Medication - Question Specialists and GP's

 

 

 

Ask the difficult questions to  your Consultants, Specialists and GP's.

Medication is the first line of treatment for Sjogrens Syndrome Patients.   It is only natural to have faith in the medication prescribed by medical professionals to deal with our condition.

 

Over the past few years I experienced a rapid decline in my overall health, severe breathing problems which resulted in an inability to move properly, walk and other significant problems related to excessive weight gain, severe chest pains below both lungs. Bowel problems, a rapid and excessive build up of water within the body which only added to the breathing problems.

 

Any walking movement was accompanied by loud panting for breath before movement was rapidly curtailed, This was followed by about twenty minutes trying to relax and calm the body down, but still  painfully gasping for breath.  Pain remained ever present.   

 

These problems were raised with a significant number of consultants, specialists and GP's over many years.  The inevitable response was to pass the buck and tell me to discuss it with another department.

The NHS flavour of the present time was all too often wheeled out.   You need to lose weight, the response of weight gain did not take place until I was put on steroids and other medication to treat my Sjogrens always appeared to fall on deaf ears.  The NHS culture of the doctor knows best has to be questioned in a proper Sjogrens Syndrome Patient/Medical Professional Relationship.

 

It was not until the summer of 2016 when as a result of a fall I visited the Elbelandklinikum in Meissen (Germany) for treatment on the injury sustained in a fall and pneumonia on both lungs.

 

I was totally unaware of this, although the pain in the area below each lung was exceptionally painful over a long period of time and my then GP always referred to problems highlighted in Blood Tests over a long period of time, as "That is OK for you!"  (It wasn't in reality!)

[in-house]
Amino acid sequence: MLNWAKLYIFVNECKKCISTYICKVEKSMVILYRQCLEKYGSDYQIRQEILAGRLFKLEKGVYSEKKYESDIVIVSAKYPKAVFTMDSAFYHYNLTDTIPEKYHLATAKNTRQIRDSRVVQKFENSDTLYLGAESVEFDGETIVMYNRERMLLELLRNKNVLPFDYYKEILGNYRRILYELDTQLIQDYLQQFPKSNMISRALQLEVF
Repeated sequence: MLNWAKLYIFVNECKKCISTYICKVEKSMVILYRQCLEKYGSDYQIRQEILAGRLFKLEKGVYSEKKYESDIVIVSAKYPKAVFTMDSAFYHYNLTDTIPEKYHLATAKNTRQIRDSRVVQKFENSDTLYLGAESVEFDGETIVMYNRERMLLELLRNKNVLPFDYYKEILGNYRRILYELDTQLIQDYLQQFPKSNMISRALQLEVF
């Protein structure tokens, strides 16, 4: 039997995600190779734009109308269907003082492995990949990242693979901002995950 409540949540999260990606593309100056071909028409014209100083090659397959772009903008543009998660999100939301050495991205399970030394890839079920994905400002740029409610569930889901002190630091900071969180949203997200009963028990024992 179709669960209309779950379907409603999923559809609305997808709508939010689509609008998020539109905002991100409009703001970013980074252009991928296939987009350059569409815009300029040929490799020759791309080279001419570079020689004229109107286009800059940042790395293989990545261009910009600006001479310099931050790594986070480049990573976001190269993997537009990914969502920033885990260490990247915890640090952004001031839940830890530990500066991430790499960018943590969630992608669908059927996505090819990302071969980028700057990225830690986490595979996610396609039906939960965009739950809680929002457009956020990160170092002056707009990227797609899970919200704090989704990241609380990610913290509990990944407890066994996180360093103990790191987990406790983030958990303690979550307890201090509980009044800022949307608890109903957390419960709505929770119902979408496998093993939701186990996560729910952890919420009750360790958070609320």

The German hospital immediately stopped my taking of two long term UK prescribed medications

1) Azathioprine 2) Steroids (Predisionol)

During my one week stay as a patient in Meissen I noted the beginnings of an improvement in breathing quality , which I had not experienced  for many years.   During my stay in hospotal in Meissen I attended a number of introductory sessioins on their "Lung Physotherapy Training Course"  this was really a helpful course involving breathing training to correct the style of breathing, pulling my body into positions to help with breathing.  I tried to continue this course in the UK but found the UK  NHS alternative to fall a long way short of the German course. (An aea for the NHS to look into and adopt?)

 

 The hospital would not authorise me to return to taking Azathioprine and this medication was recommenced after speaking with my UK consultant.  Within about fifteen days my breathing problems had returned to "square 1"

 

On my return to Cambridgeshire I made an appointment with a highly qualified Pharmacist to review all medications being used to treat my Sjogrens Syndrome and four separate items were highlighted as being potentially very problematical in respect of side effect risks.

 

 To move forward with this problem I had no alternative but to formally Contact the CEO at the hospital concerned and the regional CEO of NHS England (to look at GP level involvement).

 

The culture needs to change and medical professionals need to look more closely

with their patients in respect of adverse reaction to the drugs they prescribe.  A check of my  medical records revealed that there was a rapid decline in my health in the period following the date when  Azathioprine was prescribed.

 

Since my care was moved to other specialists and a new GP practice progress has been positive.  Breathing and movement improves each day, I am losing weight (not because of diet but because I can breath and move better).

 

We have moved from Cambridgeshire and are now experiencing an alternative way of running a health service over here in Germany.  

 

The moral of this posting is to question medication with medical professionals and use the skills of a professional pharmacist.

 

I suffered unduly for years and it took hospitalisation aborad before I was able to discuss the problems with a medical professional who treated me as an equal.

 

Geoff Catlin

BSSA and Cambridgeshire Support Group Member 

 

 

 

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